What is the Federal Reserve and what does it do?
Periodically, I hear about the Federal Reserve raising interest rates or lowering interest rates. But what is the Federal Reserve? Is it a governmental body or a private one? Does it just set interest rates or does do other things?
The Federal Reserve is considered an independent central bank. It is independent since its decisions do not have to be ratified by the President or Congress. The Federal Reserve System was created by Congress in 1913 "to provide for the establishment of Federal reserve banks, to furnish an elastic currency, to afford means of rediscounting commercial paper, to establish a more effective supervision of banking in the United States, and for other purposes."
While the Federal Reserve is an independent institution, it is still accountable to Congress. The Constitution gives Congress the power to coin money and set its value. Congress delegated this power to the Federal Reserve in the 1913 Federal Reserve Act, but still maintains oversight authority. Under the Humphrey-Hawkins Act of 1978, the Federal Reserve must submit a report on the economy to Congress by February 20 and July 20 of each year. Alan Greenspan, the current Chairman of the Federal Reserve Board of Governors, is called to testify on the report before Senate and House Committees.
The Federal Reserve System is made up of a Board of Governors and twelve regional Federal Reserve Banks located in major cities throughout the country. There are seven members that sit on the Board of Governors. Each member must be nominated by the President of the United States and confirmed by the Senate. Members are appointed to serve 14-year nonrenewable terms. The President also nominates members of the Board to serve as Chair and Vice Chair for four-year renewable terms. These appointments must also be confirmed by the Senate.
The most important policy making body of the Federal Reserve System is the Federal Open Market Committee (FOMC). It is composed of the seven Governors, the president of the Federal Reserve Bank of New York, and four other Reserve Bank presidents that serve on a rotating basis. The FOMC can effect monetary policy through the use of three tools:
- Open market operations--the buying and selling of U.S. government securities.
- Altering reserve requirements--the amount of funds that commercial banks must hold in reserve against deposits.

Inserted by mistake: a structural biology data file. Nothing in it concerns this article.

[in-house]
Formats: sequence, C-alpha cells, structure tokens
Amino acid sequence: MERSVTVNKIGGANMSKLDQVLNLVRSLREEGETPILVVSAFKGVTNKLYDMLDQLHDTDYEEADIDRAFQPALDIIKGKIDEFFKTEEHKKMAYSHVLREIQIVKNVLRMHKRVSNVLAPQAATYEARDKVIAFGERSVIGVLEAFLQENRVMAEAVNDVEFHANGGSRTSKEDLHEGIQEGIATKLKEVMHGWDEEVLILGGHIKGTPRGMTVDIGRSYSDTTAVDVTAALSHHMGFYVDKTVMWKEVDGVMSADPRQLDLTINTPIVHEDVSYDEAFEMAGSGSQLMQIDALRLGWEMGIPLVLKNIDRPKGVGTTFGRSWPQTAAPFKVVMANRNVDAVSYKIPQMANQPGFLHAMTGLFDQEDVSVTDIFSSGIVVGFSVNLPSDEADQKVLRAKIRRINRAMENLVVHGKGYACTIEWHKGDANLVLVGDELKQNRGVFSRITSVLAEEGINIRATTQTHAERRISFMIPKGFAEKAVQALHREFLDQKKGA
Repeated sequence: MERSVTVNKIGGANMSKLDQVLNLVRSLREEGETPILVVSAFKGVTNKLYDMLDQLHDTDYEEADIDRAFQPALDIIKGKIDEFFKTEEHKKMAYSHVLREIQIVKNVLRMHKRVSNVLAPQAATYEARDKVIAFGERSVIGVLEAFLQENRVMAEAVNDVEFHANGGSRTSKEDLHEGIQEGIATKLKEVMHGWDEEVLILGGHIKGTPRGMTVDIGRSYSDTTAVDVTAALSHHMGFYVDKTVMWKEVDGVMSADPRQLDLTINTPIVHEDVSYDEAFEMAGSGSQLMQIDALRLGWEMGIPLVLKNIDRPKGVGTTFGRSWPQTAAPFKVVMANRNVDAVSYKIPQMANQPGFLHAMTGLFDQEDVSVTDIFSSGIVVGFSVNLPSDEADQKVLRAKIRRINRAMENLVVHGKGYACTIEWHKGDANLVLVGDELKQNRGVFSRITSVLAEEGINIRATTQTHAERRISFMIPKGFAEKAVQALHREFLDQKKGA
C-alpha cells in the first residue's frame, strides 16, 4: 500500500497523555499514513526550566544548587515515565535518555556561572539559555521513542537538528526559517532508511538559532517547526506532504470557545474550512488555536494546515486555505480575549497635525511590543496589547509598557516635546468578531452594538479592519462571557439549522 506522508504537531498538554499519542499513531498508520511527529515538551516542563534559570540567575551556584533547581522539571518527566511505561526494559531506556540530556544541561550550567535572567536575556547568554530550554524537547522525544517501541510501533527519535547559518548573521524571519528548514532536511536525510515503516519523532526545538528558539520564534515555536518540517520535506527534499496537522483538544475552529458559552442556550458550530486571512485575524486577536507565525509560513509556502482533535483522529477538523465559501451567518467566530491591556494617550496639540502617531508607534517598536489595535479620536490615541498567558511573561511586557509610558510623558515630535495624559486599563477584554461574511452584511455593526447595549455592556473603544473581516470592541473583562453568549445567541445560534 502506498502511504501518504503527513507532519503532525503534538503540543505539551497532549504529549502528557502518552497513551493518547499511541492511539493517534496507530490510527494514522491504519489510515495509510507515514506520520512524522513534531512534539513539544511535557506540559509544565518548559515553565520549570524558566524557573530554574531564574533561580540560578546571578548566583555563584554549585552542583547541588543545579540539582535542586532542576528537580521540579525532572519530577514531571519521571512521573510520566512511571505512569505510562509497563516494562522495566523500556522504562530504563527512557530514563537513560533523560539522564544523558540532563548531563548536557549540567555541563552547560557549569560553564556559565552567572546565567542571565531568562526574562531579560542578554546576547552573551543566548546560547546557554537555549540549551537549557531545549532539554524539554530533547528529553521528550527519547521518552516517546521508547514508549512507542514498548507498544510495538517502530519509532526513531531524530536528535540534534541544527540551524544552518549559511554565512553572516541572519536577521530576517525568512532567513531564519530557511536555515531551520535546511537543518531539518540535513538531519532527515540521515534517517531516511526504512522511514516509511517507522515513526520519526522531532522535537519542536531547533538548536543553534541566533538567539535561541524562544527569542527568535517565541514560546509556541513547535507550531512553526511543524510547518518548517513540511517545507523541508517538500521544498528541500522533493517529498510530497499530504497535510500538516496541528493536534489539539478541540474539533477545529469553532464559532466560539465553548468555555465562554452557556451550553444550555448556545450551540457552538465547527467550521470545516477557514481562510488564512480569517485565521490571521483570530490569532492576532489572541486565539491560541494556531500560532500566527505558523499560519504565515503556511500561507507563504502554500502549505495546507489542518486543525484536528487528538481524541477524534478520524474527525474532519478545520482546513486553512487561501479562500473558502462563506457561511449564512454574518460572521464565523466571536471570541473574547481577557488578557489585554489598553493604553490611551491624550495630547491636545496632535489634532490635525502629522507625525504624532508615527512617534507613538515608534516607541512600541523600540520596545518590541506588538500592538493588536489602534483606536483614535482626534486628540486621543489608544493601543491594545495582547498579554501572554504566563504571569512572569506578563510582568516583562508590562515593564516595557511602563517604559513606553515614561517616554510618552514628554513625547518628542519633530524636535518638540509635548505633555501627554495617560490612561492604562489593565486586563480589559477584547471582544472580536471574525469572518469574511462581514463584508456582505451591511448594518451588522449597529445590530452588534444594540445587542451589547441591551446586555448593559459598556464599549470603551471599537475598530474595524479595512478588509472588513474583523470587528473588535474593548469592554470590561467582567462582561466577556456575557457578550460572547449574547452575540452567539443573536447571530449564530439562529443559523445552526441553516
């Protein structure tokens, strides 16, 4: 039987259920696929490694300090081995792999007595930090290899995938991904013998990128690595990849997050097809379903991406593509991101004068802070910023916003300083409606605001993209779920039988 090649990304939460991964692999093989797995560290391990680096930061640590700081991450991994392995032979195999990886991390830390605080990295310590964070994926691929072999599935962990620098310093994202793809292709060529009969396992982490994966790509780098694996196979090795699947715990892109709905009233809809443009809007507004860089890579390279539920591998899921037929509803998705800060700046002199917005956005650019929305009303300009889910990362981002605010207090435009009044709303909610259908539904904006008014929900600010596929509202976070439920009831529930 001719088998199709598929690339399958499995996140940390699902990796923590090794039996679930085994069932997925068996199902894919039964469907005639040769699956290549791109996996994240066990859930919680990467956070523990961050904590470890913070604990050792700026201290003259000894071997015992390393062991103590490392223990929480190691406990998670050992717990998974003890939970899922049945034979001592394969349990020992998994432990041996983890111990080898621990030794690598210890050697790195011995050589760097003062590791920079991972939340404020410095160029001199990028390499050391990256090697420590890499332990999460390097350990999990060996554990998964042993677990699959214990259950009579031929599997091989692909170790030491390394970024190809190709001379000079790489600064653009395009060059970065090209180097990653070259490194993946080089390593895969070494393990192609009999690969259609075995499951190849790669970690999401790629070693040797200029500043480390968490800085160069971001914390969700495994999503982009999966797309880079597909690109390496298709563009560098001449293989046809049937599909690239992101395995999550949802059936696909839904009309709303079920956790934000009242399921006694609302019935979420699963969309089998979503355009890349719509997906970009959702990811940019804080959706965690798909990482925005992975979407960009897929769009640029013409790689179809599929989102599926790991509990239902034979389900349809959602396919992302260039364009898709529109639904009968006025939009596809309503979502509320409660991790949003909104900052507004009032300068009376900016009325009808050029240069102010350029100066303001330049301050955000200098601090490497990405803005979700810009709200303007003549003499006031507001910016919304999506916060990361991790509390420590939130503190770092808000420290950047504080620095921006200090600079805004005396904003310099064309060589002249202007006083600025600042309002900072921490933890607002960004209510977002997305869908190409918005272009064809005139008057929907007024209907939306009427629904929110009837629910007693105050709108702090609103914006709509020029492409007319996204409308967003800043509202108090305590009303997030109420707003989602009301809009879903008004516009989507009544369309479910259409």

- Adjusting the discount rate--the interest rate charged to commercial banks.
These tools can be used to tighten or expand the money supply. For example, if the FOMC wanted to control inflation, it could restrict the nation's money supply by selling government securities and raising the amount of money that banks need to set aside for reserve requirements. Both of these actions would take money out of circulation. In theory, a smaller supply of money would lead to less spending which would lead to lower prices. The FOMC can also raise interest rates to help control inflation. By making money more expensive to borrow, consumers would be more likely to save money rather than spend it. This could also lead to lower prices.
The FOMC meets eight times during the year to consider economic developments and to vote on policy. In the past 12 months, Federal Reserve officials have raised interest rates six times. During the FMC's last meeting on May 16, the committee voted to raise short-term interest rates by half of a percentage point to 6.5%, the highest level since 1991. This was done in an effort to slow the pace of the U.S. economy and keep inflation at a low, manageable level.
Since the FOMC meeting in May, many observers have speculated about the Federal Reserve's likely actions when it next meets on June 27-28. One good indicator of the Fed's likely actions is the "Beige Book" it releases two weeks before each of its policy meetings. The Beige Book is a survey of economic conditions across the country and is used as a reference for Fed officials when considering monetary policies, such as interest rate hikes. The Federal Reserve is primarily concerned about inflation and many speculate that higher inflation may lead to another increase in interest rates.
The Fed's latest report was released June 14 and showed a leveling off of the Consumer Price Index (a broad measure of the prices of goods in the economy) for the month of May. However, the report also showed that long-term inflation, measured over a 12-month period, was up from last year. Furthermore, many expect that rising gasoline costs will contribute to a higher Consumer Price Index for the month of June. Most indications point to a boost in interest rates when the Fed convenes later this month.
Contributing Author: Prof. Shad Satterthwaite, The University of Oklahoma
Board of Governors of the Federal Reserve Board Official Site
The Federal Open Market Committee
The Beige Book
"Federal Reserve Policy, Inflation, & Inflation Targeting" A Report by the U.S. Congressional Joint Economic Committee